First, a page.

Nothing Kemba Walker does on a basketball court is random.
That wasn’t always the case, and he’d be the first to say so. Now there’s a plan inside his head no matter what the score, situation or time remaining. He’s probing, he’s calculating, he’s formulating, and that’s what has made him one of the NBA’s most dangerous scorers so far this young season.
Saturday, with five-tenths of a second remaining, the calculation was something that is counter-intuitive: miss a free throw. The Hornets led by one against the team that has been their tormentors for so long. If Walker to could hit the rim with the right ricochet, game over. But there was risk.
Risk enough that coach James Borrego was concerned the Heat would get the rebound, advance the ball with a timeout and somehow get the ball through the basket for yet another perplexing Hornets loss in Miami.
They had lost 14 of the past 16 here at American Airlines Arena. They suffered a humiliating 33-point defeat in Game 7 of the playoffs in May 2016. And now, after leading by as many as 26 points, they were counting on an intentional miss for their salvation.
“I’ve been in situations where you have to miss a free throw, and you try to miss and make it,” Walker said after the 113-112 victory. “It was tough! My main goal was shooting it as soft as I could (and still hit the basket) and it went front rim.
“Time was up; they couldn’t do much.”
This game was so full of story lines. Walker’s 39 points put him over 10,000 for his career. He set an NBA record for 3-pointers made in the first three games of a season, with 19 (including seven Saturday).
The Hornets improved to 2-1 for Borrego and did it in the home of their nemesis.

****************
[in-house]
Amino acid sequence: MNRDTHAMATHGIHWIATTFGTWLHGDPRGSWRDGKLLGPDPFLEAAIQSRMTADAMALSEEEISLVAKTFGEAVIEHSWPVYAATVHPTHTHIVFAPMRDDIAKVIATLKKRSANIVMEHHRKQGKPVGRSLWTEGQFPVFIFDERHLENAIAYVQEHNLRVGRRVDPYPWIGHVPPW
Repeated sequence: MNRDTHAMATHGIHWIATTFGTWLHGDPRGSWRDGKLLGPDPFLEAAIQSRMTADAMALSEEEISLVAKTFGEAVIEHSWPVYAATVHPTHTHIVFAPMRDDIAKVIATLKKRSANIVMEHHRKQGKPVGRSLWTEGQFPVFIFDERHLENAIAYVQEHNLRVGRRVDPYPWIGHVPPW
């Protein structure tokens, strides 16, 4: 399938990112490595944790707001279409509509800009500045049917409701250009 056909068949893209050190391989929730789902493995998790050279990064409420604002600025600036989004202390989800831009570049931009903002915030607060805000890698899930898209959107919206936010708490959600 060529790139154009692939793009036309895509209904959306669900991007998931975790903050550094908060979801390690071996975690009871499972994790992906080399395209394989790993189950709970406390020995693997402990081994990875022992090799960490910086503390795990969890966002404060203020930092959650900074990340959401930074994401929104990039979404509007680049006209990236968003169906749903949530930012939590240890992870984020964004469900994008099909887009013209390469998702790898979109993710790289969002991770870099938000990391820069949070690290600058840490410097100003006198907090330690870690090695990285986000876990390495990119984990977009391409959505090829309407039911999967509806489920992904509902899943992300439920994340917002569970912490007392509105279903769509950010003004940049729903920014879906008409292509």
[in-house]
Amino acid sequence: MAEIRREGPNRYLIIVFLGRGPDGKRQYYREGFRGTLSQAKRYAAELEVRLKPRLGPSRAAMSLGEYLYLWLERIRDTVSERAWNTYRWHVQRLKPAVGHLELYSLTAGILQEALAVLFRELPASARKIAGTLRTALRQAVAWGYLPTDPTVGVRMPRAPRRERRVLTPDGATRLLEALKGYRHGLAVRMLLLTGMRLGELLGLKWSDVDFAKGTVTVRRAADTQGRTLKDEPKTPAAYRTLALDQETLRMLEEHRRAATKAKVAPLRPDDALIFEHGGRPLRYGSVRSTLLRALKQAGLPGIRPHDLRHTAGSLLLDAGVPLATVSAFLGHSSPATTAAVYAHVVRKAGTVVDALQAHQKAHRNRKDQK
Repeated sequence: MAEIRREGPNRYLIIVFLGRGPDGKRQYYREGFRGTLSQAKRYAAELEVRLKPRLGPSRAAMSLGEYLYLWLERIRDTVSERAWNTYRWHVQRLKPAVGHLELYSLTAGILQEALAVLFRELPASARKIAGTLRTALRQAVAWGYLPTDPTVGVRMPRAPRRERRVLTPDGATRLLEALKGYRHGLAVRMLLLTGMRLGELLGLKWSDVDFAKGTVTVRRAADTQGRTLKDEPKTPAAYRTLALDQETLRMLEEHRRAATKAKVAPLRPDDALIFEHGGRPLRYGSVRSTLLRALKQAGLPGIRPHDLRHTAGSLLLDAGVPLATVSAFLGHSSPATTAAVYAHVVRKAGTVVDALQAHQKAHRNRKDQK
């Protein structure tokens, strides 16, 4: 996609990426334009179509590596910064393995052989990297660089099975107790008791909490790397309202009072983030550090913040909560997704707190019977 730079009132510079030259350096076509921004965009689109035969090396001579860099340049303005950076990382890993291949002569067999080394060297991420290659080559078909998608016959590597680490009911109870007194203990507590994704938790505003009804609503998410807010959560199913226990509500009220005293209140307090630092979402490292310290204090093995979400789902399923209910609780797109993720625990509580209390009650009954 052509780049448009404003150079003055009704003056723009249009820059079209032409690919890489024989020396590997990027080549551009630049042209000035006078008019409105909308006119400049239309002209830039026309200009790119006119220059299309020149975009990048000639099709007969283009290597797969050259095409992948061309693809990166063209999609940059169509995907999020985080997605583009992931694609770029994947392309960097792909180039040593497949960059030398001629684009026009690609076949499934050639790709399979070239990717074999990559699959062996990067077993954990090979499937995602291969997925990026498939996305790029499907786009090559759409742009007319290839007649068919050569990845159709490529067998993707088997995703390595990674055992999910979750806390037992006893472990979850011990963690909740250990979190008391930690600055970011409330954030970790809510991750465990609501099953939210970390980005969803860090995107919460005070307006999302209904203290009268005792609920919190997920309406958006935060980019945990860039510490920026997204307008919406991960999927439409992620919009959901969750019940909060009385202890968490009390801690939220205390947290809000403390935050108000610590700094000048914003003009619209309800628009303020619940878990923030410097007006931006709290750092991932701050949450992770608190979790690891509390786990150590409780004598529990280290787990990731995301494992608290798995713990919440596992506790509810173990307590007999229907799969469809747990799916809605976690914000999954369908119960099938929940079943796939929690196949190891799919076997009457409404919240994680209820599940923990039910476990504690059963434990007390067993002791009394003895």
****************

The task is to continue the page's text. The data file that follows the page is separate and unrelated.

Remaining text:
And they are now on the path to finding what Walker needs most: a true second scoring option.
‘I got you, Bro.’
Walker deserved to be the center of attention post-game, but the significant secondary element was Malik Monk’s fourth quarter, when he scored seven of his 15 points.
Starting shooting guard Jeremy Lamb had fouled out with 7 1/2 minutes left, and Walker was near exhaustion. So Monk strode over to Walker.
“He came to me and said, ‘I got you, Bro.’ He literally came to me” to deliver that promise, Walker recalled.
And then Monk made good, hitting a 22-foot pull-up and a 3-pointer less than a minute apart when there was little else going right for the Hornets.
This was what Walker was talking about Friday after the victory in Orlando over the Magic: He can be this team’s first option, but he can’t carry the Hornets every game and it result in collective success. Someone has to demonstrate both the talent and the guts to be more than a helper bee.
Monk didn’t fare well as a rookie; his shot-selection and his defense were often suspect. But no one has ever questioned his ability or his self-confidence.
“My confidence is always going to be there,” Monk said after the game. “I’m not going to lose that ever.”
That jumped to the forefront when all hell was breaking loose Saturday.
“He saw that I was struggling, and he took two tough shots. That’s who he is!” Walker said of Monk, the 11th pick out of Kentucky in the 2017 draft. “He’s tough, he makes big shots. He did it in college. That kid is so talented. I’m super excited for him.
“He took so much pressure off everyone.. He’s so confident, and I love it. You have to have guys on your team like that.”
The hanging question
And even more so, you need a centerpiece like a Walker. Back in the spring of 2011, he had just led Connecticut to the national championship. But there were questions whether a 6-foot-1 player could adapt what he did in college basketball to excel in the NBA.
Hornets owner Michael Jordan saw it differently. Watching Walker in pressure situations reminded Jordan of how he played, in winning six championships with the Chicago Bulls. He advocated for the Hornets to strongly consider Walker.
That’s proven to be the best decision by this franchise since the NBA returned to Charlotte in 2004. In July, they must decide whether to make a massive investment to retain Walker, or allow him to go elsewhere in free agency.
Walker has said repeatedly he wants to stay in Charlotte. General manager Mitch Kupchak has said repeatedly it’s his and Jordan’s desire that Walker finish out his career as a Hornet.
The intricacies of the NBA collective bargaining agreement make it a practical impossibility to resolve this before July. But once summer arrives, if Walker keeps providing what these first three games have been, is there really any other choice to make?